Some of the most famous images ever captured by NASA include those taken by the Apollo 11 crew during the first moon landing in 1969. One in particular, a photo of astronaut Buzz Aldrin taken by fellow cosmonaut Neil Armstrong, is the image many Americans forever associate with space travel. Armstrong may have been the first to set foot on the moon, and may have made the ever-famous statement about the giant leap for mankind, but it’s Aldrin’s image that will forever find its place in history books. But if you look into his space helmet, you can see Armstrong’s reflection as he takes the iconic photo. In fact, because of the reflection, Popular Science proclaimed Aldrin’s moonwalk photo “One of the Best Astronaut Selfies” in 2013.
8. Earth’s Atmosphere
We know what the Earth’s atmosphere looks like from below – and even from outer space – but what does it look like from atop its surface? Actually, not much different than the view experienced from a plane. Crew aboard the International Space Station captured the breathtaking image from their orbit above the South China Sea in 2006. A thick sea of clouds sit below a blue sky that deepens swiftly to the black of space, adorned by a crescent moon. The photo makes it clear that the Earth’s atmosphere becomes thinner and thinner with increasing altitude, with no definite boundary between the atmosphere and outer space.
7. Pluto’s Heart
Pluto may have lost its planetary status, but that doesn’t mean the world has forgotten about the cold and icy world 3 billion miles away in the outskirts of our solar system. Just over three months ago, Earthlings got their first up-close look at Pluto when NASA’s New Horizons spacecraft captured the planetoid in vivid detail from just 476,000 miles above its surface.
It took New Horizons a decade to reach Pluto, soaring through space at 30,800 miles per hour, and images traveling at the speed of light took four hours to reach Earth. The already-iconic image includes a large feature informally named Pluto’s “heart,” which measures approximately 1,000 miles across. While the heart-shaped area borders darker equatorial terrains, much of its interior lacks features, a possible sign of ongoing geologic processes.
6. Veil Nebula
The Veil Nebula may have been discovered in 1784, but the already-iconic imagedepicting the supernova remnants were captured by the Hubble Space Telescope in 1997 and released in more vivid detail in 2015. A cloud of heated and ionized gas and dust in the constellation Cygnus, the Veil Nebula is the remnant of a supernova that exploded between 5,000 and 8,000 years ago. While the exact distance to the nebula is unknown, it’s thought to be about 1,470 light years from Earth.
5. Jupiter’s Eye
The third-largest object in the night sky, Jupiter was first observed by Babylonian astronomers as early as the 8th century B.C., but it wasn’t until 1973 that images from the Pioneer 10 Space Probe transmitted the first photographic images of the gas giant. The iconic image popularly known as Jupiter’s Eye was captured by the Hubble Space Telescope and depicts a black spot in the planet’s Great Red Spot, simulating a giant eye on the surface of Jupiter. The “eye,” however, is nothing more than a well-timed shadow, captured by Hubble’s cameras as Jupiter’s moon Ganymede passed by.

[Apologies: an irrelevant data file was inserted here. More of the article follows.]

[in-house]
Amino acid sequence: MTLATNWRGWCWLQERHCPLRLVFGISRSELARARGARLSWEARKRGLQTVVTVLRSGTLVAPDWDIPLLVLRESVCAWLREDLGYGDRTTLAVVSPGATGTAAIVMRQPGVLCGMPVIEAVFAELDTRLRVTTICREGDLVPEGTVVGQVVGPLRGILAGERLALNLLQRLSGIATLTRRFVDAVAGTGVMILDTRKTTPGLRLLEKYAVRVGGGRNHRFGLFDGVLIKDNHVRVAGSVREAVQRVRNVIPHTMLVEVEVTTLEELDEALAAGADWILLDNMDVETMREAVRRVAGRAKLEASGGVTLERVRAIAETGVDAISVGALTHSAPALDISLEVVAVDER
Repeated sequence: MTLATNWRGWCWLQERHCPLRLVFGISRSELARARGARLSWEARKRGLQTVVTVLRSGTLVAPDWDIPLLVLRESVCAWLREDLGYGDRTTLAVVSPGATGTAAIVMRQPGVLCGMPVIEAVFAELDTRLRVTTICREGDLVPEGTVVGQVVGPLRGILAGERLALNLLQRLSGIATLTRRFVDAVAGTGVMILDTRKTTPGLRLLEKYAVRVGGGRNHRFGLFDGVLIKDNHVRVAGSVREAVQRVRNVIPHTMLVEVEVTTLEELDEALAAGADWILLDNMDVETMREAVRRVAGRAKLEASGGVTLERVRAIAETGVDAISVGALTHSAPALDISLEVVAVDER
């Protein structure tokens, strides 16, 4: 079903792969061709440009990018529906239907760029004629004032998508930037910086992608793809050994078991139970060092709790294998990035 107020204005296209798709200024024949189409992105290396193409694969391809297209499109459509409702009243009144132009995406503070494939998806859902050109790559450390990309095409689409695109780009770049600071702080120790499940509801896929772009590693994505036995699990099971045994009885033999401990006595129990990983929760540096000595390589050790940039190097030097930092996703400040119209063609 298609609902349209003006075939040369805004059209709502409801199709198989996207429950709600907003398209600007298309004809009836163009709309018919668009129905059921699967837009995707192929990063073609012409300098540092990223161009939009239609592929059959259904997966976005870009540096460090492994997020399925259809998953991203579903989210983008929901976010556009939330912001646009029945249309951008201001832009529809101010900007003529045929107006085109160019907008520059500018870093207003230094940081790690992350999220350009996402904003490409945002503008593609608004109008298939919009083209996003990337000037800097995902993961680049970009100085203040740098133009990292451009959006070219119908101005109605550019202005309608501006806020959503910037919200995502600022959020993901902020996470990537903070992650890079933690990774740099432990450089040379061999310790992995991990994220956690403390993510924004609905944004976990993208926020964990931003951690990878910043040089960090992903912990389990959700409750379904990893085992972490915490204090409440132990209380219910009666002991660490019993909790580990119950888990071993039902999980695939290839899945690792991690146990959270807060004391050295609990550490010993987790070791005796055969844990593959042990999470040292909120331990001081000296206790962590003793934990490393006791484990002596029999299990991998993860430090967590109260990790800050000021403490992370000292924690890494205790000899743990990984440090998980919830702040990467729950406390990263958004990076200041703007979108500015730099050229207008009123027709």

4. The Eye of God
The Helix Nebula, located within the constellation Aquarius, is located about 700 light years from Earth and has popularly been referred to as the Eye of God. Formed at the end of a star’s evolution, the core of the Helix Nebula is destined to one day be a white dwarf. While the first images of the nebula were captured by the Hubble Space Telescope, the already-iconic infrared image was taken by the Spitzer Space Telescope in 2007.
3. Sun Flare
In September 2015, the sun emitted a mid-level solar flare, captured by NASA’s Solar Dynamics Observatory, which constantly watches the sun. The particular flare can be seen in the bright flash in the lower right hand side of the sun. According to NASA, the image shows a subset of extreme ultraviolet light that highlights the extraordinarily hot material in flares and is typically colorized in red. Powerful bursts of radiation, solar flares cannot affect life on Earth, but when strong enough can disturb the atmosphere in the layer where GPS and communications signals travel.
2. Crab Nebula
A supernova remnant and pulsar wind nebula in the constellation Taurus, the Crab Nebula was first observed in 1731 and corresponds with a supernova recorded by Chinese astronomers in 1054. It’s the first astronomical object identified with a historical supernova explosion. While it isn’t visible to the naked eye, the Crab Nebula can be made out using binoculars under favorable conditions. The most iconic image of the Crab Nebula is actually a mosaic of 24 separate exposures taken by the Hubble Space Telescope in 1999 and 2000.
1. Spiral Galaxy
It’s unlikely humans will ever be able to capture an image of the Milky Way, since our own galaxy is thought to be as much as 180,000 light-years across, but the Hubble Space Telescope has provided images of other spiral-shaped galaxies, such as NGC 1566, a beautiful galaxy located 40 million light years away in the constellation of Dorado. An intermediate spiral galaxy, NGC 1566 has a small but extremely bright nucleus, indicating strong bursts of radiation and possibly super massive black holes that are many millions of times the mass of the sun.